“She said that ‘philia’s’ the word for love without wantin’ anything back.” He chewed on his sub and Candace could see the lettuce. Yuck. But it meant she was seeing Dennis on his lunch hour. He was working again, which was good for the relationship since it balanced out the animus with the anima.

“No expectations? Is what philia means?”

“Exactly,” he said, and pointed at the screen. “She called it valuing somebody without expectations. She said that it was expectations – her expectin’ something – that always killed relationships. She said that the hard thing about couples stayin’ together was that you thought you always had a right to expect things from your husband.”

Or your wife.

“Yeah. She said that it was part of this K thing. Contract. ‘K’ means contract to lawyers. They got different words for everything. Anyway, to death do us part is hard ‘’cuz you always thought you had a right to expect something in return for what you gave: ‘Not cheating. Take out the garbage.’ It’s always something, she said. Either around sex or money. The sex part, she said, it made up such a small part of a relationship, but when it wasn’t workin’, it was big thing. You couldn’t win with sex. She always wants more than I do. We talked about that. She said she’d been unreasonable. Can you believe that?”

“Hmmm. You’ve said that it’s always been a big bone of connection between you.”

“A bone a something. Anyway, then she says that it’s either sex or money couples fight over. Sometimes kids, which we don’t got. And then she says it don’t bug her so much if I dribble a little bit in my shorts. And that it’s alright if I use her Lady Schick. Can you believe that?”

“Sounds like she’s changing.”

“Yeah. She’s goin back to bein’ the girl that I fell for. And pretty soon, I’m tellin’ her I’ll shake it a few more times at the toilet in the middle of the night, and then I go out and buy her a new razor! We’re fallin’ all over each other, bein’ nice.”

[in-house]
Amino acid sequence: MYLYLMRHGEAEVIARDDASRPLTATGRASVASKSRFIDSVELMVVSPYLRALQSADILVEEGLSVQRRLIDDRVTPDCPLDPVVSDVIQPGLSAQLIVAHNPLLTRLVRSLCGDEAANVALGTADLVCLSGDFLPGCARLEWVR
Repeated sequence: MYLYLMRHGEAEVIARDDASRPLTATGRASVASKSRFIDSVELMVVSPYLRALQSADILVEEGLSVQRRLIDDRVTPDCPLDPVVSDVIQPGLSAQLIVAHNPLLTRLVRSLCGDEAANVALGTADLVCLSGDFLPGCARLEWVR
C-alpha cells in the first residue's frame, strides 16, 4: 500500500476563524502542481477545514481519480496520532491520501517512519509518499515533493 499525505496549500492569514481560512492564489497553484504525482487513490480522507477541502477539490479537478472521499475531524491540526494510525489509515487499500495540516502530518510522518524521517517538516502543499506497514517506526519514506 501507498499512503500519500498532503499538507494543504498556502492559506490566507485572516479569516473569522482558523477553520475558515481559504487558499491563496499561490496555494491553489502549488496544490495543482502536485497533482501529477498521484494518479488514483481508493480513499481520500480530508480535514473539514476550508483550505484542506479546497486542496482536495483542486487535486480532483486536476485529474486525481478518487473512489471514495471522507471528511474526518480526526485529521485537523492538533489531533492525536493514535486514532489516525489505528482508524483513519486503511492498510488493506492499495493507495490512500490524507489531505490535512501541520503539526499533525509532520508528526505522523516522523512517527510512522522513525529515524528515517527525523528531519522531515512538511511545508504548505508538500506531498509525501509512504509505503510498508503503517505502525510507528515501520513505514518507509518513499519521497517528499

“Things are changing.”

“Damn right they are. We had sex for the first time in weeks last night.”

Candace thought she’d seen that warm glow.

“That’s real progress for you two.”

“Yeah, and we’re doin’ it all on our own. It’s like magic or somethin’.”

Or something.

“She’s alright, is what you’re saying, Dennis.”

“Yeah, she’s alright.”

“I like him.”

“You do?”

“Yeah, he’s really changing. You meet somebody and you fall in love. I mean, who thought I’d ever fall for a truck driver. I’m a lawyer, running for office in a small town.”

“For Water Commissioner.”

“Hey, everybody’s got to start somewhere,” she accused Candace onscreen.

‘No, that’s not how I meant it.”

Sam clacked her gum and drank her latte. “And I meet Dennis standing next to a keg at a pig roast. I tell him that Marcel Proust used to write in bed. He tells me it’s pronounced Proost, not Prowst. Right there, I look at the guy and know I could spend the rest of my life with him. He answered all my needs, all my wants, all my prayers.”

“Thought you didn’t believe in God.”

“I’m being metaphorical, ya dope.” She swilled the rest of the espresso and poured more. Sam drank five three-shot lattes a day.